We’ve been locked inside for so long with the same people it’s easy to lose sight of what’s important: being honest about our feelings and perspectives while working on our relationships. Lifestyle Asia recommends four books on what not to do to keep your marriage healthy and thriving.
Fleishman Is In Trouble by Taffy Brodesser Akner
Released in paperback this month, Fleishman Is In Trouble is a close examination on two people in marriage that has fallen apart. Who was at fault? Were they truly never meant to be happy? Set in New York City, the book looks at the effects of career, childhood experiences, expectations out of life and gender on a marriage. Neither Toby nor Rachel Fleishman are particularly likeable people, but the writing is smooth, engaging and propulsive. By the end of it, you’ll be questioning everything you thought you knew.
Fates and Furies by Lauren Groff
Released in 2015 to much acclaim (Barack Obama named it as one of his books of the tear and Amazon declared it as a book of the year), the premise of Fates and Furies operates on the idea that two people in a committed marriage have highly different views on that marriage. Lotto and Mathilde Satterwite belong on an entirely different spectrum in their relationship, and indeed, their whole lives. If you ask him, it was a sunny, easy courtship and a fulfilling life together helped in part by his seamless rise as a playwright. If you ask her, the answer is much more complex. It begs the question: can you love someone so much you actually hate them?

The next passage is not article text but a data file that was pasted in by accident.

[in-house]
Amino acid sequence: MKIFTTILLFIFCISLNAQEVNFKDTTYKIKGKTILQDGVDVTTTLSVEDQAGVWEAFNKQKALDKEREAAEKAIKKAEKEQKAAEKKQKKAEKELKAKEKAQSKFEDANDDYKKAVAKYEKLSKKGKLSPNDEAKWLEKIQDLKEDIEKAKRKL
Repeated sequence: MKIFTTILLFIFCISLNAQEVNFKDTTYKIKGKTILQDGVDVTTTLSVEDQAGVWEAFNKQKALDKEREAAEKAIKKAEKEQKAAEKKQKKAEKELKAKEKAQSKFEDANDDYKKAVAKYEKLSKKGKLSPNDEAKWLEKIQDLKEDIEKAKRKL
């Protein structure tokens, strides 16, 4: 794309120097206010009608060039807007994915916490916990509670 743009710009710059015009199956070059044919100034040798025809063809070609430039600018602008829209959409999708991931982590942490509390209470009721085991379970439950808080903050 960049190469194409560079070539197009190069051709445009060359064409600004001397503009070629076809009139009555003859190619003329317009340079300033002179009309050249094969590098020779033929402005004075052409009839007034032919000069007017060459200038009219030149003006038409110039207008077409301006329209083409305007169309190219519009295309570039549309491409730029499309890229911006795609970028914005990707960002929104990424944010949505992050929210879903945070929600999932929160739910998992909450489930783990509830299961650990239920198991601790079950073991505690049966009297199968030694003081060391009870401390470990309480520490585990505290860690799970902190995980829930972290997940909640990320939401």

Gone Girl by Gillian Flynn
The OG of he-said, she-said marriage stories, Gone Girl was released in 2012, with a movie adaptation directed by David Fincher starring Ben Affleck and Rosamund Pike. Taking the theme of different perspectives in a marriage at its most extreme, with a sociological commentary on media and our reactions to the Missing White Woman Syndrome, the book remains a must read.
Everything I Never Told You by Celeste Ng
Released in 2014, Everything I Never Told You is Ng’s first novel, and even better than the recently-adapted-for-TV Little Fires Everywhere. It tells the story of James and Marilyn Lee, and what they believe to be true about each other, their marriage, and subsequently, the effects on their three children who suffer from outsized expectations, smothering love, and the lack thereof. Ng’s prose is clear and lucid, like a gentle, placid lake in Ohio.